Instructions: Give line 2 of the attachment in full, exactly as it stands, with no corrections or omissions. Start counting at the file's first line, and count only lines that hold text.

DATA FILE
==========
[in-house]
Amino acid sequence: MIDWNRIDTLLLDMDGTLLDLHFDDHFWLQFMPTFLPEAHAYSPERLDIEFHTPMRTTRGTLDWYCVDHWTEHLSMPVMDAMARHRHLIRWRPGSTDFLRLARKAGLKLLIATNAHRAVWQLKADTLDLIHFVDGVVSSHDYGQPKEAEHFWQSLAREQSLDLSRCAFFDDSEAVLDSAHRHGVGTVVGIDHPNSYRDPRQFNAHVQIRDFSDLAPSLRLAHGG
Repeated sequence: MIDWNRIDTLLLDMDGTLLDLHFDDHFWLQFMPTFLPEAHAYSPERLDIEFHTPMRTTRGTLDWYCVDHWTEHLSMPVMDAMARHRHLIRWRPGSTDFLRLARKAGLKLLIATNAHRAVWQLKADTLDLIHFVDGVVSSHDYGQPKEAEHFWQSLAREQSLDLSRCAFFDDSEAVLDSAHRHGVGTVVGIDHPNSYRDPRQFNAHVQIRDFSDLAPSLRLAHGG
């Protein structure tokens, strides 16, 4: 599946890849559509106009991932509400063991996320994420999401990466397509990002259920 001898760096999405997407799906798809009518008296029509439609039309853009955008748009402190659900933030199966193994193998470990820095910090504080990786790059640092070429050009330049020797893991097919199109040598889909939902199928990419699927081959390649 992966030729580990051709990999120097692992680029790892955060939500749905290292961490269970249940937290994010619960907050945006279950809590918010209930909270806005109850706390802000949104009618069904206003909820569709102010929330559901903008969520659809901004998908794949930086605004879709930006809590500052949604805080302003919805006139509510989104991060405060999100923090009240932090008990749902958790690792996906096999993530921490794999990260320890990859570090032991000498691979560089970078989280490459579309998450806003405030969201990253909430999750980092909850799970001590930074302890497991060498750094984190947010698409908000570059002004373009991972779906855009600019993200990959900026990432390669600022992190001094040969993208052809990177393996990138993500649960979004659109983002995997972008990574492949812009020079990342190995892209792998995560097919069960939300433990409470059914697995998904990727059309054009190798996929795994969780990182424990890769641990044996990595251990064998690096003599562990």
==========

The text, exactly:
Amino acid sequence: MIDWNRIDTLLLDMDGTLLDLHFDDHFWLQFMPTFLPEAHAYSPERLDIEFHTPMRTTRGTLDWYCVDHWTEHLSMPVMDAMARHRHLIRWRPGSTDFLRLARKAGLKLLIATNAHRAVWQLKADTLDLIHFVDGVVSSHDYGQPKEAEHFWQSLAREQSLDLSRCAFFDDSEAVLDSAHRHGVGTVVGIDHPNSYRDPRQFNAHVQIRDFSDLAPSLRLAHGG